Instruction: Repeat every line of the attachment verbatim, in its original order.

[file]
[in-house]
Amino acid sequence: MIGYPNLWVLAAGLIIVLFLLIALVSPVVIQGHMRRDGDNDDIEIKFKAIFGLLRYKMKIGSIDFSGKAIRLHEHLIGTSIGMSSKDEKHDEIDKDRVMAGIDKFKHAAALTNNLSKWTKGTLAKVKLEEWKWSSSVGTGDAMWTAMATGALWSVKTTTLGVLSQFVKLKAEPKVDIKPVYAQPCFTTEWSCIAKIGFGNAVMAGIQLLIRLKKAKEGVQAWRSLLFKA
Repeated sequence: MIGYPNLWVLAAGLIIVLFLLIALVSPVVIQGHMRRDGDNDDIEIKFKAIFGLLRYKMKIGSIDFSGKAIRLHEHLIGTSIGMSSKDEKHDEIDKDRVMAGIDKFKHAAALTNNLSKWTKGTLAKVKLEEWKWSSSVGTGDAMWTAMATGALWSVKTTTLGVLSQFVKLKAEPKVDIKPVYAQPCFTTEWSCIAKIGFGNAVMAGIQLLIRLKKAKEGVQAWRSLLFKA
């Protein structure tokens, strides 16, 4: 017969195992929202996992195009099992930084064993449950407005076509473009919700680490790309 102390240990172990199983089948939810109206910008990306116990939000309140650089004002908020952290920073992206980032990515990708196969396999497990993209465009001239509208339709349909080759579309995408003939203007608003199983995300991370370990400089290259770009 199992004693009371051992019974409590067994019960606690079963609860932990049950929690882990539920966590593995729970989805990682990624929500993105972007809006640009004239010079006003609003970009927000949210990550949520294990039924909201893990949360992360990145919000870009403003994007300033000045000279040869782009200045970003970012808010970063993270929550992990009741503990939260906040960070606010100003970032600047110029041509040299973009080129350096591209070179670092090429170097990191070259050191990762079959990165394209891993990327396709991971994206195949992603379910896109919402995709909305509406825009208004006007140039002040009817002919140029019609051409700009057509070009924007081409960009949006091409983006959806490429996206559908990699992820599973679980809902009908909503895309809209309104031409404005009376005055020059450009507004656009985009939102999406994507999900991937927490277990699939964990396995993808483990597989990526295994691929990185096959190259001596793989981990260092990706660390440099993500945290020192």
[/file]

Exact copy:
[in-house]
Amino acid sequence: MIGYPNLWVLAAGLIIVLFLLIALVSPVVIQGHMRRDGDNDDIEIKFKAIFGLLRYKMKIGSIDFSGKAIRLHEHLIGTSIGMSSKDEKHDEIDKDRVMAGIDKFKHAAALTNNLSKWTKGTLAKVKLEEWKWSSSVGTGDAMWTAMATGALWSVKTTTLGVLSQFVKLKAEPKVDIKPVYAQPCFTTEWSCIAKIGFGNAVMAGIQLLIRLKKAKEGVQAWRSLLFKA
Repeated sequence: MIGYPNLWVLAAGLIIVLFLLIALVSPVVIQGHMRRDGDNDDIEIKFKAIFGLLRYKMKIGSIDFSGKAIRLHEHLIGTSIGMSSKDEKHDEIDKDRVMAGIDKFKHAAALTNNLSKWTKGTLAKVKLEEWKWSSSVGTGDAMWTAMATGALWSVKTTTLGVLSQFVKLKAEPKVDIKPVYAQPCFTTEWSCIAKIGFGNAVMAGIQLLIRLKKAKEGVQAWRSLLFKA
């Protein structure tokens, strides 16, 4: 017969195992929202996992195009099992930084064993449950407005076509473009919700680490790309 102390240990172990199983089948939810109206910008990306116990939000309140650089004002908020952290920073992206980032990515990708196969396999497990993209465009001239509208339709349909080759579309995408003939203007608003199983995300991370370990400089290259770009 199992004693009371051992019974409590067994019960606690079963609860932990049950929690882990539920966590593995729970989805990682990624929500993105972007809006640009004239010079006003609003970009927000949210990550949520294990039924909201893990949360992360990145919000870009403003994007300033000045000279040869782009200045970003970012808010970063993270929550992990009741503990939260906040960070606010100003970032600047110029041509040299973009080129350096591209070179670092090429170097990191070259050191990762079959990165394209891993990327396709991971994206195949992603379910896109919402995709909305509406825009208004006007140039002040009817002919140029019609051409700009057509070009924007081409960009949006091409983006959806490429996206559908990699992820599973679980809902009908909503895309809209309104031409404005009376005055020059450009507004656009985009939102999406994507999900991937927490277990699939964990396995993808483990597989990526295994691929990185096959190259001596793989981990260092990706660390440099993500945290020192």